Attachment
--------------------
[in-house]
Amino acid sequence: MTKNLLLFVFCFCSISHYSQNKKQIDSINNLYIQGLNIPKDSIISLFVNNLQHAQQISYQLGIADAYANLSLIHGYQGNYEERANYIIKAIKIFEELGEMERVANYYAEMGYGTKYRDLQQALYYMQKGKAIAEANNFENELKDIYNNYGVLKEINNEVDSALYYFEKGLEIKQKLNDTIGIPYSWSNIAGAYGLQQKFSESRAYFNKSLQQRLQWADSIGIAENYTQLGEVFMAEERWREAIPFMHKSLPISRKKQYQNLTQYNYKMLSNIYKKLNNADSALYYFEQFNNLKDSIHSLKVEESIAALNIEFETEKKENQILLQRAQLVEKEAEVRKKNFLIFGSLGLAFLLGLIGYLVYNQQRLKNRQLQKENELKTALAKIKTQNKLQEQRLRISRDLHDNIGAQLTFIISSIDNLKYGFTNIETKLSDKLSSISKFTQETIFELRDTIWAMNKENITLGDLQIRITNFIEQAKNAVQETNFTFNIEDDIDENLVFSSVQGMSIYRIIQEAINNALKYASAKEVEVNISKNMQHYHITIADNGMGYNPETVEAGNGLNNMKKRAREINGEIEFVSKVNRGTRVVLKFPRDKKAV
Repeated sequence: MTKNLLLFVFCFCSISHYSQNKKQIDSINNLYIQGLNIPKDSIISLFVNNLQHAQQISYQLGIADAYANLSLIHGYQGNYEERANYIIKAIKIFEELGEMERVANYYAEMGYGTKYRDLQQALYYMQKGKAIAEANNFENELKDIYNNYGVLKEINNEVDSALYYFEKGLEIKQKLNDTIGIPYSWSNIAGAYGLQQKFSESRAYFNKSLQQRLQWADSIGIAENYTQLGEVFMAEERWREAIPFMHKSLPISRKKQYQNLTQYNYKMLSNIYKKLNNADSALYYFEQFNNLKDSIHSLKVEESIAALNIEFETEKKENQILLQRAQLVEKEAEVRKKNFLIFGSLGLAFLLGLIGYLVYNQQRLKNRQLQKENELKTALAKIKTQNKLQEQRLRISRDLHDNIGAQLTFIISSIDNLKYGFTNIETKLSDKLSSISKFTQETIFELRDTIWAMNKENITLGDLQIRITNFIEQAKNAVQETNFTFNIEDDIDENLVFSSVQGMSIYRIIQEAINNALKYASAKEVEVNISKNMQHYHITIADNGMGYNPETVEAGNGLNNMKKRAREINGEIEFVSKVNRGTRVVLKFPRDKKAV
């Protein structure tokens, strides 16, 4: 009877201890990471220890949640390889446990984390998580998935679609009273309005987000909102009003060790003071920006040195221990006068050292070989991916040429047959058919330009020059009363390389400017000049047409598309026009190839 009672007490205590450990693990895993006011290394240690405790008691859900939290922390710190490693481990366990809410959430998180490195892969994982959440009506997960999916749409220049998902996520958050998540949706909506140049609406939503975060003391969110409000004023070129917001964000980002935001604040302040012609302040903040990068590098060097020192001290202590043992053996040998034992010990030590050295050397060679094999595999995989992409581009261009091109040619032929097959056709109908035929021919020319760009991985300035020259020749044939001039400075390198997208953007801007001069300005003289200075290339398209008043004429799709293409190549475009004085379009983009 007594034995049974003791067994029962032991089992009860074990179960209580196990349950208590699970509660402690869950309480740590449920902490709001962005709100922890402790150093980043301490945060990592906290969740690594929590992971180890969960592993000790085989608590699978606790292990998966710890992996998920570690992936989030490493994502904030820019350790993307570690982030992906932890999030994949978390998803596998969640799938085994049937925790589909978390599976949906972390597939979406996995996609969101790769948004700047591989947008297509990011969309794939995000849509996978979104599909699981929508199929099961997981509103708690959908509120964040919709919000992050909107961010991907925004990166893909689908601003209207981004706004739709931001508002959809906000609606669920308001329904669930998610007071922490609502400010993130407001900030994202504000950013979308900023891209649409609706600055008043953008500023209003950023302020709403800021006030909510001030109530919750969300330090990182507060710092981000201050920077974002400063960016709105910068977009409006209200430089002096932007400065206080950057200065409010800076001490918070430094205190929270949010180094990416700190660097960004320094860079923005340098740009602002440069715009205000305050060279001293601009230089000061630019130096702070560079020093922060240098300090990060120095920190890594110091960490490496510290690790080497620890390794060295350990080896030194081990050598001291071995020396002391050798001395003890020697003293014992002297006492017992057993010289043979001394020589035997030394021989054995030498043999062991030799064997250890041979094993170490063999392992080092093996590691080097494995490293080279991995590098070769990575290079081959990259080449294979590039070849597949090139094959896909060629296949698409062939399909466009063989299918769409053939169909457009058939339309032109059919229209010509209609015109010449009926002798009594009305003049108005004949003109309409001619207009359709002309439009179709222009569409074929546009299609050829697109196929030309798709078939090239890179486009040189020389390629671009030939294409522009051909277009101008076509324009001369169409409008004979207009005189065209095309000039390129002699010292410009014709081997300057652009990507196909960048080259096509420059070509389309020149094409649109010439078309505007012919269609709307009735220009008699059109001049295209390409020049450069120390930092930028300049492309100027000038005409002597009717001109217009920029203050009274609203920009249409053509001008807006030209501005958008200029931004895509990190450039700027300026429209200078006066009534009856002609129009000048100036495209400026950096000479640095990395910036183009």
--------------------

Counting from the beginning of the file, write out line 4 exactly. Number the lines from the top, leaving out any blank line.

């Protein structure tokens, strides 16, 4: 009877201890990471220890949640390889446990984390998580998935679609009273309005987000909102009003060790003071920006040195221990006068050292070989991916040429047959058919330009020059009363390389400017000049047409598309026009190839 009672007490205590450990693990895993006011290394240690405790008691859900939290922390710190490693481990366990809410959430998180490195892969994982959440009506997960999916749409220049998902996520958050998540949706909506140049609406939503975060003391969110409000004023070129917001964000980002935001604040302040012609302040903040990068590098060097020192001290202590043992053996040998034992010990030590050295050397060679094999595999995989992409581009261009091109040619032929097959056709109908035929021919020319760009991985300035020259020749044939001039400075390198997208953007801007001069300005003289200075290339398209008043004429799709293409190549475009004085379009983009 007594034995049974003791067994029962032991089992009860074990179960209580196990349950208590699970509660402690869950309480740590449920902490709001962005709100922890402790150093980043301490945060990592906290969740690594929590992971180890969960592993000790085989608590699978606790292990998966710890992996998920570690992936989030490493994502904030820019350790993307570690982030992906932890999030994949978390998803596998969640799938085994049937925790589909978390599976949906972390597939979406996995996609969101790769948004700047591989947008297509990011969309794939995000849509996978979104599909699981929508199929099961997981509103708690959908509120964040919709919000992050909107961010991907925004990166893909689908601003209207981004706004739709931001508002959809906000609606669920308001329904669930998610007071922490609502400010993130407001900030994202504000950013979308900023891209649409609706600055008043953008500023209003950023302020709403800021006030909510001030109530919750969300330090990182507060710092981000201050920077974002400063960016709105910068977009409006209200430089002096932007400065206080950057200065409010800076001490918070430094205190929270949010180094990416700190660097960004320094860079923005340098740009602002440069715009205000305050060279001293601009230089000061630019130096702070560079020093922060240098300090990060120095920190890594110091960490490496510290690790080497620890390794060295350990080896030194081990050598001291071995020396002391050798001395003890020697003293014992002297006492017992057993010289043979001394020589035997030394021989054995030498043999062991030799064997250890041979094993170490063999392992080092093996590691080097494995490293080279991995590098070769990575290079081959990259080449294979590039070849597949090139094959896909060629296949698409062939399909466009063989299918769409053939169909457009058939339309032109059919229209010509209609015109010449009926002798009594009305003049108005004949003109309409001619207009359709002309439009179709222009569409074929546009299609050829697109196929030309798709078939090239890179486009040189020389390629671009030939294409522009051909277009101008076509324009001369169409409008004979207009005189065209095309000039390129002699010292410009014709081997300057652009990507196909960048080259096509420059070509389309020149094409649109010439078309505007012919269609709307009735220009008699059109001049295209390409020049450069120390930092930028300049492309100027000038005409002597009717001109217009920029203050009274609203920009249409053509001008807006030209501005958008200029931004895509990190450039700027300026429209200078006066009534009856002609129009000048100036495209400026950096000479640095990395910036183009």